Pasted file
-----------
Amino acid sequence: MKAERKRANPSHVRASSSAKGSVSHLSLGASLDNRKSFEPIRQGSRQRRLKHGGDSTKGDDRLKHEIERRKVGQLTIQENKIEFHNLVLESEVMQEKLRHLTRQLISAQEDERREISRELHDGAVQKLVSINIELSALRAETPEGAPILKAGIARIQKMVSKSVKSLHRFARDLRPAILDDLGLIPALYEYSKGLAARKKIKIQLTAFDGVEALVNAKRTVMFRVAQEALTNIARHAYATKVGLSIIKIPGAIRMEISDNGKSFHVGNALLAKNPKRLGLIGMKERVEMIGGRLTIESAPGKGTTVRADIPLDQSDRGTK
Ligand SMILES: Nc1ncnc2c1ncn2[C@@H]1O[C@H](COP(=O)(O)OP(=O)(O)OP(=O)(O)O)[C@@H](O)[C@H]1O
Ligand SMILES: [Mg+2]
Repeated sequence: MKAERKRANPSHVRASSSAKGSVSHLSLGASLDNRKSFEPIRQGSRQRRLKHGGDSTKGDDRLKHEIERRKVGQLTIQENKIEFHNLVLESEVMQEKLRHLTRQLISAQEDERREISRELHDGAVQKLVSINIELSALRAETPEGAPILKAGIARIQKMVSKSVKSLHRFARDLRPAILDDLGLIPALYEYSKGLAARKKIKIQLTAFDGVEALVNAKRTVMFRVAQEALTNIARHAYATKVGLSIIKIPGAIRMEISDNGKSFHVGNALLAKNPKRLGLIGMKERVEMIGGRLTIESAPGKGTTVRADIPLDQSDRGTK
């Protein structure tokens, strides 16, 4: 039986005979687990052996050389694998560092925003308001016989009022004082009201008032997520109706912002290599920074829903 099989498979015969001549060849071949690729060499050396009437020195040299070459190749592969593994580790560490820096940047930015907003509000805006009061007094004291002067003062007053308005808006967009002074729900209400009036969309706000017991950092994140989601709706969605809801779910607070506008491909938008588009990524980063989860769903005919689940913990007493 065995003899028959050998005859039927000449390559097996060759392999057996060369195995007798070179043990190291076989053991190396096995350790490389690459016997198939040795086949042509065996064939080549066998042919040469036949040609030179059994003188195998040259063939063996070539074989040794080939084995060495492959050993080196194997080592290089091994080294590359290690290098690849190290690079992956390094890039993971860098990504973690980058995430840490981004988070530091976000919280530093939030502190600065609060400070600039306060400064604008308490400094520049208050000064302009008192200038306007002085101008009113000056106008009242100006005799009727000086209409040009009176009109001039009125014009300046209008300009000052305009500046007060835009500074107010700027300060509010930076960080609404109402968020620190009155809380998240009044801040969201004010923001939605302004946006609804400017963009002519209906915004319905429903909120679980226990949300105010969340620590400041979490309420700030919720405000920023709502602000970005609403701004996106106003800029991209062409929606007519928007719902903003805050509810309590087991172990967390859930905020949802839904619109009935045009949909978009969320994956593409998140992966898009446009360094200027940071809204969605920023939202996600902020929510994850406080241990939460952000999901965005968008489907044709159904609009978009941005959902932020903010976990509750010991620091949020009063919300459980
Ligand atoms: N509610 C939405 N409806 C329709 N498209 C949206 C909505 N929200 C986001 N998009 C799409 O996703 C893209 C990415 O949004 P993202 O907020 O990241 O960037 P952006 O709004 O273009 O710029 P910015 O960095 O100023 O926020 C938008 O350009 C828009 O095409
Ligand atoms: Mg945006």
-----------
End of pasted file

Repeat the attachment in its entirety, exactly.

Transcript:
Amino acid sequence: MKAERKRANPSHVRASSSAKGSVSHLSLGASLDNRKSFEPIRQGSRQRRLKHGGDSTKGDDRLKHEIERRKVGQLTIQENKIEFHNLVLESEVMQEKLRHLTRQLISAQEDERREISRELHDGAVQKLVSINIELSALRAETPEGAPILKAGIARIQKMVSKSVKSLHRFARDLRPAILDDLGLIPALYEYSKGLAARKKIKIQLTAFDGVEALVNAKRTVMFRVAQEALTNIARHAYATKVGLSIIKIPGAIRMEISDNGKSFHVGNALLAKNPKRLGLIGMKERVEMIGGRLTIESAPGKGTTVRADIPLDQSDRGTK
Ligand SMILES: Nc1ncnc2c1ncn2[C@@H]1O[C@H](COP(=O)(O)OP(=O)(O)OP(=O)(O)O)[C@@H](O)[C@H]1O
Ligand SMILES: [Mg+2]
Repeated sequence: MKAERKRANPSHVRASSSAKGSVSHLSLGASLDNRKSFEPIRQGSRQRRLKHGGDSTKGDDRLKHEIERRKVGQLTIQENKIEFHNLVLESEVMQEKLRHLTRQLISAQEDERREISRELHDGAVQKLVSINIELSALRAETPEGAPILKAGIARIQKMVSKSVKSLHRFARDLRPAILDDLGLIPALYEYSKGLAARKKIKIQLTAFDGVEALVNAKRTVMFRVAQEALTNIARHAYATKVGLSIIKIPGAIRMEISDNGKSFHVGNALLAKNPKRLGLIGMKERVEMIGGRLTIESAPGKGTTVRADIPLDQSDRGTK
């Protein structure tokens, strides 16, 4: 039986005979687990052996050389694998560092925003308001016989009022004082009201008032997520109706912002290599920074829903 099989498979015969001549060849071949690729060499050396009437020195040299070459190749592969593994580790560490820096940047930015907003509000805006009061007094004291002067003062007053308005808006967009002074729900209400009036969309706000017991950092994140989601709706969605809801779910607070506008491909938008588009990524980063989860769903005919689940913990007493 065995003899028959050998005859039927000449390559097996060759392999057996060369195995007798070179043990190291076989053991190396096995350790490389690459016997198939040795086949042509065996064939080549066998042919040469036949040609030179059994003188195998040259063939063996070539074989040794080939084995060495492959050993080196194997080592290089091994080294590359290690290098690849190290690079992956390094890039993971860098990504973690980058995430840490981004988070530091976000919280530093939030502190600065609060400070600039306060400064604008308490400094520049208050000064302009008192200038306007002085101008009113000056106008009242100006005799009727000086209409040009009176009109001039009125014009300046209008300009000052305009500046007060835009500074107010700027300060509010930076960080609404109402968020620190009155809380998240009044801040969201004010923001939605302004946006609804400017963009002519209906915004319905429903909120679980226990949300105010969340620590400041979490309420700030919720405000920023709502602000970005609403701004996106106003800029991209062409929606007519928007719902903003805050509810309590087991172990967390859930905020949802839904619109009935045009949909978009969320994956593409998140992966898009446009360094200027940071809204969605920023939202996600902020929510994850406080241990939460952000999901965005968008489907044709159904609009978009941005959902932020903010976990509750010991620091949020009063919300459980
Ligand atoms: N509610 C939405 N409806 C329709 N498209 C949206 C909505 N929200 C986001 N998009 C799409 O996703 C893209 C990415 O949004 P993202 O907020 O990241 O960037 P952006 O709004 O273009 O710029 P910015 O960095 O100023 O926020 C938008 O350009 C828009 O095409
Ligand atoms: Mg945006």